The companies building a new cable across the English Channel have taken the latest step to ready the system for launch next year.

Mary Lennighan

November 18, 2020

2 Min Read
Cross-Channel cable builders get ready for 2021 launch

The companies building a new cable across the English Channel have taken the latest step to ready the system for launch next year.

This week Pioneer Consulting revealed that specialist company EGS has completed the marine survey required for the CrossChannel Fibre project, which it notes is the first new cable to be built across the Channel in 20 years. Pioneer Consulting is providing systems integration services for the subsea portion of the cable and was therefore responsible for selecting the survey company. The cable is being built by Canada-based Crosslake Fibre.

When it unveiled the project in July, Crosslake Fibre indicated that the marine survey would be an “essential milestone” in the development of the cable system, which was scheduled to go into service in autumn 2021. It has not communicated any change to this timescale in the intervening months.

“We are excited to launch this historic subsea project and deliver a new, much-needed connection across the English Channel connecting the critically important data hubs of Slough and Paris,” said Crosslake Fibre Chief Executive Mike Cunningham. “This new fibre infrastructure has been optimized to create the shortest path between the two data hubs, providing users with an enhanced technical solution and materially lowering operating costs,” adding the by now customary observation about the increased importance of as a result of the Covid-19 pandemic.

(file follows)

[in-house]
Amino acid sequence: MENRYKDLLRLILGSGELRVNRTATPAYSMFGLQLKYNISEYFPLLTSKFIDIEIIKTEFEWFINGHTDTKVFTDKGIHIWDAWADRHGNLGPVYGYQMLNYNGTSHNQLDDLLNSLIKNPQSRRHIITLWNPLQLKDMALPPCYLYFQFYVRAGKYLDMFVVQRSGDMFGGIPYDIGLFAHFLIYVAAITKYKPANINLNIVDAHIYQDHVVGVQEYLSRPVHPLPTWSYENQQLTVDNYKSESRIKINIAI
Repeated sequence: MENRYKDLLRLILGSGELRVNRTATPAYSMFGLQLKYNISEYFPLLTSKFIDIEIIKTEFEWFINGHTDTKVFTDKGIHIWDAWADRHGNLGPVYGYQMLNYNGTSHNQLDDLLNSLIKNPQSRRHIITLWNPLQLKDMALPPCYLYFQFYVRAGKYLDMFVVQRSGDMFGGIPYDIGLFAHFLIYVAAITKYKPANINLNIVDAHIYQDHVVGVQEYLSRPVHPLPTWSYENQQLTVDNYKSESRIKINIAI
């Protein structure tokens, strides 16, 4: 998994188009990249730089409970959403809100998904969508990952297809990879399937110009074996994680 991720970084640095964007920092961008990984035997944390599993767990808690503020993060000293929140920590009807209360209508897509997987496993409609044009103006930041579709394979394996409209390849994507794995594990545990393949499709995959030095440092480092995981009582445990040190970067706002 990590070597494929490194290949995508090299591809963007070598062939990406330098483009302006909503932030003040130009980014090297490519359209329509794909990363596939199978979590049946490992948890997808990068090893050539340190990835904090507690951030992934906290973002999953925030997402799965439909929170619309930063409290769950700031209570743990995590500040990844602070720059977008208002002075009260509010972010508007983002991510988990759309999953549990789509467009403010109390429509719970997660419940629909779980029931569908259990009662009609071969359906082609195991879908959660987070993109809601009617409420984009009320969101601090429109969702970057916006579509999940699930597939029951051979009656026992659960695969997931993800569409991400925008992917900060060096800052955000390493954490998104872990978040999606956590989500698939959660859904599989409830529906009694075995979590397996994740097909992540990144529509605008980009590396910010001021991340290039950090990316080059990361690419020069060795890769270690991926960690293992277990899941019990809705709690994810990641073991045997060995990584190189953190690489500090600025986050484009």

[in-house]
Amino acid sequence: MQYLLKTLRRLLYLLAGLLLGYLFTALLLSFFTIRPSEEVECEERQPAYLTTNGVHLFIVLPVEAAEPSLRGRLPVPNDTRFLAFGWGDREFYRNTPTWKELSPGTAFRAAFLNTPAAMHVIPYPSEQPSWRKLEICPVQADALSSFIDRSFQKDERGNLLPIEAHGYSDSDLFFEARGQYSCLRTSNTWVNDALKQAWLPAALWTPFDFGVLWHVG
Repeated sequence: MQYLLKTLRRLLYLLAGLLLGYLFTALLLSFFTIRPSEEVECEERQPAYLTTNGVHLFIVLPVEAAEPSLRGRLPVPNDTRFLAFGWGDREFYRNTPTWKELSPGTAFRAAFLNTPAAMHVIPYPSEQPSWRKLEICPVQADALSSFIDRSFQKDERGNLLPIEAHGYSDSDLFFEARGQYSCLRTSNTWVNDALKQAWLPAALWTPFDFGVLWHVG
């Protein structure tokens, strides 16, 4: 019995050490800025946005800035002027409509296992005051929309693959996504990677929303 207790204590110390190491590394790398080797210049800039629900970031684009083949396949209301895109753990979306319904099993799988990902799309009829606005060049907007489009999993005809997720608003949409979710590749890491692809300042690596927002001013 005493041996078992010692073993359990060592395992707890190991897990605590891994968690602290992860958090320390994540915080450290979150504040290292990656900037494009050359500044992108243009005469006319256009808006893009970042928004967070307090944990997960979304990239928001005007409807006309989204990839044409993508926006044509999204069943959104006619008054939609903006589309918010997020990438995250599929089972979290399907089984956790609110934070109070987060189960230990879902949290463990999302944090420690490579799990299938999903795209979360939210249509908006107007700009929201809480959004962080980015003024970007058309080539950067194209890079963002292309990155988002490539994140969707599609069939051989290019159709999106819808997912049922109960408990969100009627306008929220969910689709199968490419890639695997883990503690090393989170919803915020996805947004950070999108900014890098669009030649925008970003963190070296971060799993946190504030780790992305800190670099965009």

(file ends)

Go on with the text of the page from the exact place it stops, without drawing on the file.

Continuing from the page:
The 550-km cable system will extend from Slough, to the west of London, for any non-locals, to the French capital. It will consist of 96 fibre pairs, each offering in excess of 20 terabits per second of capacity throughput. Its stated aim is to support the increase in bandwidth requirements from telecoms, enterprise and content providers, as well as serving specific low-latency connectivity needs from the likes of financial services, gaming and media companies.

Crosslake Fibre is clearly keen to tap into this growing demand for bandwidth. Just over a year ago it announced the completion of the first new fibre-optic cable between Toronto, Canada, and New York state, a 58 km link traversing Lake Ontario. And in the summer it disclosed that it has received additional investment – of an undisclosed amount – from its capital partner Tiger Infrastructure Partners. The funding will, amongst other things, support the development of new projects, it said, at the time.

“Crosslake Fibre has demonstrated its expertise and ability to successfully develop and deploy infrastructure projects globally. With its CrossChannel Fibre project, the company is well-positioned to support the increasing capacity needs of high-growth regions in Europe,” said Emil Henry, CEO and Managing Partner of Tiger Infrastructure Partners. “We are excited to strengthen our long-term commitment to Crosslake Fibre and to support its future initiatives.”

That’s a strong hint that there is more cable to come.

About the Author(s)

Mary Lennighan

Mary has been following developments in the telecoms industry for more than 20 years. She is currently a freelance journalist, having stepped down as editor of Total Telecom in late 2017; her career history also includes three years at CIT Publications (now part of Telegeography) and a stint at Reuters. Mary's key area of focus is on the business of telecoms, looking at operator strategy and financial performance, as well as regulatory developments, spectrum allocation and the like. She holds a Bachelor's degree in modern languages and an MA in Italian language and literature.

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